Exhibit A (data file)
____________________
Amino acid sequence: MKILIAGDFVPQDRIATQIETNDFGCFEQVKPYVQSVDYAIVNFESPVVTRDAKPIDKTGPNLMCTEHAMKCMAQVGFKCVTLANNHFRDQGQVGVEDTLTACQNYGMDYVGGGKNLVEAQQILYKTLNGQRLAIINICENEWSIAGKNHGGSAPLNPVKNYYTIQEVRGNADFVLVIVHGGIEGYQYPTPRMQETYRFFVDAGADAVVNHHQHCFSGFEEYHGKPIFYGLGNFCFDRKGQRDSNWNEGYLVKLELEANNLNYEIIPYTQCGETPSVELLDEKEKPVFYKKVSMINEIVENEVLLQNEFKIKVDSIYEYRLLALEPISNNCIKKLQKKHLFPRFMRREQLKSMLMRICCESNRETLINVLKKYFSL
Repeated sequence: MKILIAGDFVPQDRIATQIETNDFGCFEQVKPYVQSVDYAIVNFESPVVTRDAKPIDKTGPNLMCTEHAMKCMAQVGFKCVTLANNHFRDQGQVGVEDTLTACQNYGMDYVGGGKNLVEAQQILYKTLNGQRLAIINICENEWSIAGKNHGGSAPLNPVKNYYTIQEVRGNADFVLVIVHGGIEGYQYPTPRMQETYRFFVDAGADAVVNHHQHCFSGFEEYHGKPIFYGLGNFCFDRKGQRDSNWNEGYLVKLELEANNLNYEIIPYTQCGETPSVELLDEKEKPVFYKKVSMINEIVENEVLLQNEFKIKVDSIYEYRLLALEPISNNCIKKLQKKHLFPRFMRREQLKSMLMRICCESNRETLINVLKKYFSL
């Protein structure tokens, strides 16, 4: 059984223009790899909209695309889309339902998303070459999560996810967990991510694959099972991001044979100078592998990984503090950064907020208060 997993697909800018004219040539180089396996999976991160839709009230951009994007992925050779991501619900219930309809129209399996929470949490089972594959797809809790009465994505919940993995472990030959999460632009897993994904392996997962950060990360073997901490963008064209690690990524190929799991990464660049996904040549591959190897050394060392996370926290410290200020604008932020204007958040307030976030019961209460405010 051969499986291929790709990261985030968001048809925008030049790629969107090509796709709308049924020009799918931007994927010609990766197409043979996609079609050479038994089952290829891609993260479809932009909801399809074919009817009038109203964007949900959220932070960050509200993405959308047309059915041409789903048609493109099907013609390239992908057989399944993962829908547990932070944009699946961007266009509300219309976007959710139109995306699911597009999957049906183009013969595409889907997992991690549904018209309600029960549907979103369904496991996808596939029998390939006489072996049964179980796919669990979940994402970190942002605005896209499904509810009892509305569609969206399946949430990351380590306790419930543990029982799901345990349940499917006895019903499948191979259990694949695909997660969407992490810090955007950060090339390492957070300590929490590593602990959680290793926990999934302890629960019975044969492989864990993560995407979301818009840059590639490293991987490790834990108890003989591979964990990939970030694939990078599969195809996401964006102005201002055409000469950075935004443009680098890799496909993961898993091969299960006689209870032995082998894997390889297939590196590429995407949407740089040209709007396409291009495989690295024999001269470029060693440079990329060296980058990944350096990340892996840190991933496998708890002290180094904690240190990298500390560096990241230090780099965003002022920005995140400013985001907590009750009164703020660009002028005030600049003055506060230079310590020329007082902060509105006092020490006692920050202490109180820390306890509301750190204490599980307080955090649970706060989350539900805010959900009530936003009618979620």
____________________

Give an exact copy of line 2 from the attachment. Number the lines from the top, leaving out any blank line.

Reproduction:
Repeated sequence: MKILIAGDFVPQDRIATQIETNDFGCFEQVKPYVQSVDYAIVNFESPVVTRDAKPIDKTGPNLMCTEHAMKCMAQVGFKCVTLANNHFRDQGQVGVEDTLTACQNYGMDYVGGGKNLVEAQQILYKTLNGQRLAIINICENEWSIAGKNHGGSAPLNPVKNYYTIQEVRGNADFVLVIVHGGIEGYQYPTPRMQETYRFFVDAGADAVVNHHQHCFSGFEEYHGKPIFYGLGNFCFDRKGQRDSNWNEGYLVKLELEANNLNYEIIPYTQCGETPSVELLDEKEKPVFYKKVSMINEIVENEVLLQNEFKIKVDSIYEYRLLALEPISNNCIKKLQKKHLFPRFMRREQLKSMLMRICCESNRETLINVLKKYFSL